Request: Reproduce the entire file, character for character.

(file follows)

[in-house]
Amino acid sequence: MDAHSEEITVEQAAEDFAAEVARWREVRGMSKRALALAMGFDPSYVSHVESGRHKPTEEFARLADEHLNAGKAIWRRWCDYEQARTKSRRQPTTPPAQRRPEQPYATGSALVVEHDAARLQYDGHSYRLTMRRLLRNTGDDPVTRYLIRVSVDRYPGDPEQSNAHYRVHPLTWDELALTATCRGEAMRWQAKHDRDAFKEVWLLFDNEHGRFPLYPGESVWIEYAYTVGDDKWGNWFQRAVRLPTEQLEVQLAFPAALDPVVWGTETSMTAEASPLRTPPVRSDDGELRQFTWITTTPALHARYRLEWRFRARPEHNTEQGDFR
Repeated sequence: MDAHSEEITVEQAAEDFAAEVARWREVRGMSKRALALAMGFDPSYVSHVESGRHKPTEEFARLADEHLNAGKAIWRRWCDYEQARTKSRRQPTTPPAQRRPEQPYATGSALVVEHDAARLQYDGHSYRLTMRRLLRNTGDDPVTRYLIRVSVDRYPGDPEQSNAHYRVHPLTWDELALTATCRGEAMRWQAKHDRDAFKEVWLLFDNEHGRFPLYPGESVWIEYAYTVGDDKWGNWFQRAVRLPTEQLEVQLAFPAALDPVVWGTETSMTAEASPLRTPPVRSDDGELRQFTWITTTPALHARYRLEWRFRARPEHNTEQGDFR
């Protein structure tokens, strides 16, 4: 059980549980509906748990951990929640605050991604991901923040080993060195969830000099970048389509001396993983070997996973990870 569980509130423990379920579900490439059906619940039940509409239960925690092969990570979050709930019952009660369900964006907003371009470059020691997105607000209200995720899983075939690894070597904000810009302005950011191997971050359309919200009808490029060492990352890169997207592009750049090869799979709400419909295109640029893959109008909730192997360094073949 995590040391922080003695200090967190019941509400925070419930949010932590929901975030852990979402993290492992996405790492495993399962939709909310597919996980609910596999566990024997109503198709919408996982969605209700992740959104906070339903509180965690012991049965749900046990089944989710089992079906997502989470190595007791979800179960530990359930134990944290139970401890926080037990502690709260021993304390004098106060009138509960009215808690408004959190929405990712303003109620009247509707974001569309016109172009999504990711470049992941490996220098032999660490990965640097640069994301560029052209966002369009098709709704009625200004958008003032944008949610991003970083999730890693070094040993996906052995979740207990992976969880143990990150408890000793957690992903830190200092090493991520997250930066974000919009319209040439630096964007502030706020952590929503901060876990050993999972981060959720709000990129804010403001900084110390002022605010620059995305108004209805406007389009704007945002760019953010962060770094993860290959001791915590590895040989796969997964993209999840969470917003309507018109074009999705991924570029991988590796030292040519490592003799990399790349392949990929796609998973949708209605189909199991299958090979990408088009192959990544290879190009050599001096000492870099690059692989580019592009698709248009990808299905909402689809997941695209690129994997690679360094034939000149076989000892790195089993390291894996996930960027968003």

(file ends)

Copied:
[in-house]
Amino acid sequence: MDAHSEEITVEQAAEDFAAEVARWREVRGMSKRALALAMGFDPSYVSHVESGRHKPTEEFARLADEHLNAGKAIWRRWCDYEQARTKSRRQPTTPPAQRRPEQPYATGSALVVEHDAARLQYDGHSYRLTMRRLLRNTGDDPVTRYLIRVSVDRYPGDPEQSNAHYRVHPLTWDELALTATCRGEAMRWQAKHDRDAFKEVWLLFDNEHGRFPLYPGESVWIEYAYTVGDDKWGNWFQRAVRLPTEQLEVQLAFPAALDPVVWGTETSMTAEASPLRTPPVRSDDGELRQFTWITTTPALHARYRLEWRFRARPEHNTEQGDFR
Repeated sequence: MDAHSEEITVEQAAEDFAAEVARWREVRGMSKRALALAMGFDPSYVSHVESGRHKPTEEFARLADEHLNAGKAIWRRWCDYEQARTKSRRQPTTPPAQRRPEQPYATGSALVVEHDAARLQYDGHSYRLTMRRLLRNTGDDPVTRYLIRVSVDRYPGDPEQSNAHYRVHPLTWDELALTATCRGEAMRWQAKHDRDAFKEVWLLFDNEHGRFPLYPGESVWIEYAYTVGDDKWGNWFQRAVRLPTEQLEVQLAFPAALDPVVWGTETSMTAEASPLRTPPVRSDDGELRQFTWITTTPALHARYRLEWRFRARPEHNTEQGDFR
């Protein structure tokens, strides 16, 4: 059980549980509906748990951990929640605050991604991901923040080993060195969830000099970048389509001396993983070997996973990870 569980509130423990379920579900490439059906619940039940509409239960925690092969990570979050709930019952009660369900964006907003371009470059020691997105607000209200995720899983075939690894070597904000810009302005950011191997971050359309919200009808490029060492990352890169997207592009750049090869799979709400419909295109640029893959109008909730192997360094073949 995590040391922080003695200090967190019941509400925070419930949010932590929901975030852990979402993290492992996405790492495993399962939709909310597919996980609910596999566990024997109503198709919408996982969605209700992740959104906070339903509180965690012991049965749900046990089944989710089992079906997502989470190595007791979800179960530990359930134990944290139970401890926080037990502690709260021993304390004098106060009138509960009215808690408004959190929405990712303003109620009247509707974001569309016109172009999504990711470049992941490996220098032999660490990965640097640069994301560029052209966002369009098709709704009625200004958008003032944008949610991003970083999730890693070094040993996906052995979740207990992976969880143990990150408890000793957690992903830190200092090493991520997250930066974000919009319209040439630096964007502030706020952590929503901060876990050993999972981060959720709000990129804010403001900084110390002022605010620059995305108004209805406007389009704007945002760019953010962060770094993860290959001791915590590895040989796969997964993209999840969470917003309507018109074009999705991924570029991988590796030292040519490592003799990399790349392949990929796609998973949708209605189909199991299958090979990408088009192959990544290879190009050599001096000492870099690059692989580019592009698709248009990808299905909402689809997941695209690129994997690679360094034939000149076989000892790195089993390291894996996930960027968003």